In the last 15 years or so, classic muscle cars found a new life. Amateur and professional tuners, such as Ringbrothers or Rtech Fabrications, turned classics into modernized beasts. These cars are worth hundreds of thousands of dollars and are typically one-off creations. However, even if there is a plethora of American classics that would make great restomod projects, some oldies are better left untouched.
10 1963 Mercury Marauder S55
Mercury was once Ford’s mid-range brand. Created by Henry Ford’s son Edsel in 1938, Mercury would eventually be discontinued in 2011. Between the late ’30s and mid-70s, Mercury manufactured some of the most underrated American cars. Overshadowed by Ford and Lincoln’s sportier and more luxurious vehicles, several Mercury cars failed to receive the attention they truly deserved.
The Marauder S55 is one of the sickest Mercury cars ever made. Having all the attributes of a classic muscle car from the ’60s, the first generation Marauder is an absolute marvel. In 1963, Mercury offered the S-55 package for the Marauder, available for the 390 and 427 cu in motors. With respective power outputs of 300 and 410 hp, the Marauder S55 is a great as it is.
9 1969 Ford Torino Cobra
1969 is one of the best years in the American automobile industry, and Ford’s lineup was mind-blowing, from the Bronco to the Fairlane Cobra 428. While most Ford vehicles were outstanding, many of them still went under the radar.
The Gran Torino was sadly overshadowed by the Mustang, among other great Ford cars, with that said, the Torino Cobra should have received a lot more attention. Equipped with a potent 427 cu in V8, the Torino Cobra goes from 0 to 60 in either 6 seconds and 6.3 seconds, depending on whether it has Ram Air or not. With figures such as 335 hp and 440 lb-ft of torque, it is clear that the Torino Cobra is destined to be an ultimate classic.
8 1969 Pontiac GTO Convertible
Established in 1925, Pontiac was originally part of Oakland, a defunct GM brand. Following the success of Pontiac cars, the company named after the legendary Ottawa chief took over Oakland. During the golden age of the American car, Pontiac developed some of the most popular muscle cars made to this day.
The Judge is one of the most epic Pontiac cars ever made. Originally released as a cheaper GTO, the unforgettable package ended up being more expensive than the regular GTO. The package included a plethora of performance parts, including the Ram Air 400 that develops 366 hp and 445 lb-ft of torque. The convertible version of the GTO includes the same features, however only 108 were ever made.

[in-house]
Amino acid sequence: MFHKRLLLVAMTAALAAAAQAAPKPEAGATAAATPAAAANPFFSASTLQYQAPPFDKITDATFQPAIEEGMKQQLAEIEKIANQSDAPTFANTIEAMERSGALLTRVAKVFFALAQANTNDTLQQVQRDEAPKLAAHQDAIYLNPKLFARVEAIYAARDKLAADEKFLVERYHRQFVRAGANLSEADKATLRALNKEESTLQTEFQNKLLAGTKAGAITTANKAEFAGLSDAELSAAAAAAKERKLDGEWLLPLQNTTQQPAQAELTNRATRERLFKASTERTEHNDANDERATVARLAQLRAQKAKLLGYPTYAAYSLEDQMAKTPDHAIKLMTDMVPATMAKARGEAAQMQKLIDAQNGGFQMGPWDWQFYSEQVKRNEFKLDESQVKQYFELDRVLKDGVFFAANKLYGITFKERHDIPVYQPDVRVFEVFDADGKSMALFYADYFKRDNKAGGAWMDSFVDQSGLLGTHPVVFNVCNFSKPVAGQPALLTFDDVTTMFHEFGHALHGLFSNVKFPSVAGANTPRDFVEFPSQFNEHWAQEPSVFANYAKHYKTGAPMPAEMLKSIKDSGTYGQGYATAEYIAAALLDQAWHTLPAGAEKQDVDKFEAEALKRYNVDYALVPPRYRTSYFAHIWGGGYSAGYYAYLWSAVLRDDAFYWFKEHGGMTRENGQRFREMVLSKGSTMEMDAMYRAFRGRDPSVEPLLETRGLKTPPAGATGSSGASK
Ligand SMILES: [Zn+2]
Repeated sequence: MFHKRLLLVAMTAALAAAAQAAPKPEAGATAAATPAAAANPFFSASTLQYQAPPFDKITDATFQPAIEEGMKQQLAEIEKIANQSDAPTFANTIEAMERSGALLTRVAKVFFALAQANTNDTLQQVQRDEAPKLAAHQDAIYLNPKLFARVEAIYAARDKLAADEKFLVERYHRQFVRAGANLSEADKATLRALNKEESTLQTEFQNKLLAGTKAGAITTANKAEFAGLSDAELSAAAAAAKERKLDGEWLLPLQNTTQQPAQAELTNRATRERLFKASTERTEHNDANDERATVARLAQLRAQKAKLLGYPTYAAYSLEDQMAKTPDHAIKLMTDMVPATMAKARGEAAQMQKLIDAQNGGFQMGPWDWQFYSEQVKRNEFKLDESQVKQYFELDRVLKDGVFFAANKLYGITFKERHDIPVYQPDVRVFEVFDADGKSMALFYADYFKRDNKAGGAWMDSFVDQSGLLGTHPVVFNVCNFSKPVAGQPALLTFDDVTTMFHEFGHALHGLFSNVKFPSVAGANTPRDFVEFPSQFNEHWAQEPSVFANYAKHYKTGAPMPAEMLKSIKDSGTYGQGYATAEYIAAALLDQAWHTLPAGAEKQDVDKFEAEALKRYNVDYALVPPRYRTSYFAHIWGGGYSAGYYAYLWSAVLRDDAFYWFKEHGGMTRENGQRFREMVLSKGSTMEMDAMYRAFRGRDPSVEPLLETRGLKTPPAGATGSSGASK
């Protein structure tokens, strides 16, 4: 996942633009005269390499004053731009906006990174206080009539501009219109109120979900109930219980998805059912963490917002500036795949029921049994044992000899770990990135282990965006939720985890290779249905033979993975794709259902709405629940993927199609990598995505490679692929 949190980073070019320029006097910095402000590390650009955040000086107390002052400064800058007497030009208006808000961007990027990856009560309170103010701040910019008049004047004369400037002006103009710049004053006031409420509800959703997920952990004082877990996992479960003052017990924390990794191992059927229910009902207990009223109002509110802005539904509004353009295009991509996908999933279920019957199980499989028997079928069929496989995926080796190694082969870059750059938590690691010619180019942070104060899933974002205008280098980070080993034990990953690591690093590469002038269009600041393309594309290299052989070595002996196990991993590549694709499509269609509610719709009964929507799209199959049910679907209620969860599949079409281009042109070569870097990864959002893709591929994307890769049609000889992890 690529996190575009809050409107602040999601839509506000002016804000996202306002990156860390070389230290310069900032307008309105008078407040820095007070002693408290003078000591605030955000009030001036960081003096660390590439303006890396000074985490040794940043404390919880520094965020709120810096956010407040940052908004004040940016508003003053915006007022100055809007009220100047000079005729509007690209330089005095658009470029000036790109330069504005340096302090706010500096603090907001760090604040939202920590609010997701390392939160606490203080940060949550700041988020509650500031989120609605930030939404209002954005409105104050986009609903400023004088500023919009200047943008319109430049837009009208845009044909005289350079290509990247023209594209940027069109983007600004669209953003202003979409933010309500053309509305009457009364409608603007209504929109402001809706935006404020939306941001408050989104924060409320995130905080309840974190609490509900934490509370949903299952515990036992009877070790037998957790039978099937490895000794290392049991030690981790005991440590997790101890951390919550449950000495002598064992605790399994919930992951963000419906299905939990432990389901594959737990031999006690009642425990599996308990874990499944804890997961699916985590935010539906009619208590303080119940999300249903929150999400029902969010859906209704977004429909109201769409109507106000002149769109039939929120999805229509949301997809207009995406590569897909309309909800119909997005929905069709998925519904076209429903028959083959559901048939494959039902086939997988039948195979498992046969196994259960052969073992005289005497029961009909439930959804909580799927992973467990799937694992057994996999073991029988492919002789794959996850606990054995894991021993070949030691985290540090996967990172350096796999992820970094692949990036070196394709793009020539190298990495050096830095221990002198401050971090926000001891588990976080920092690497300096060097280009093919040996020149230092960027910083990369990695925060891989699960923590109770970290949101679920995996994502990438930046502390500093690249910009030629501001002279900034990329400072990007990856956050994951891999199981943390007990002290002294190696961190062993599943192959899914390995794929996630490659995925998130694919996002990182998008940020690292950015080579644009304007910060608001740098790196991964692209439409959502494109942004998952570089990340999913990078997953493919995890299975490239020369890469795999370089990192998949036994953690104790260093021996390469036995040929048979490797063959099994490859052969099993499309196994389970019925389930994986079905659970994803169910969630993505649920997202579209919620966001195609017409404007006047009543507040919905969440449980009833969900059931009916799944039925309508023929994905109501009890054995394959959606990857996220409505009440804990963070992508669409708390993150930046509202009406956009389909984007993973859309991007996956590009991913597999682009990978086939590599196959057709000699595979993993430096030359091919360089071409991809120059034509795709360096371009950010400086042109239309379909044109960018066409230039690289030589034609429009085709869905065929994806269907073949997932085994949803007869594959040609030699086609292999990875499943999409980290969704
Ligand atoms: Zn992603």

7 1969 Chevrolet Camaro ZL1 COPO
Chevrolet manufactured some truly astonishing vehicles back in the late 60s. The Camaro, for example, was offered with the great 396 cu in V8 in 1969. As the management at Chevrolet refused to install engines larger than 400 cu in the smaller bodies, people wanting a more powerful engine on their cars would have to take a different route.
There are several things gearheads love about the 1969 Chevrolet Camaro ZL1, the most obvious reason is the fact that the Camaro ZL1 is an absolute monster, which may explain why Chevrolet still offers the ZL1 package today. The 427 cu in V8 pumps out a phenomenal 430 hp and 455 lb-ft of torque. It was rumored that the engine was really producing over 500 hp. Early ZL1s are extremely rare and therefore have become valuable collectibles.
6 1970 Dodge Challenger RT Convertible
Dodge released a number of sporty muscle cars throughout the 1960s. These cars came with emblematic engines, such as the 426 Hemi or the 440 Magnum, however, these cars were not necessarily pleasing to the eye. The second generation Dodge Polara is a prime example. The RB trim came with all the bells and whistles a gearhead could ask for, but was simply repulsive. Things drastically changed the following decade.
In 1970, Dodge’s lineup was filled with gorgeous muscle cars. The Challenger, smaller than the Charger, was a great alternative to the popular Mustang and Camaro. Similarly to other domestic sports cars released in 1970, the Challenger came with a more desirable package; the legendary Road Track could be had with a meaty 426 cu in V8 that made 425 hp and 490 lb-ft of torque. With only nine 426 convertibles made in 1970, it goes without saying that this classic should never be modified.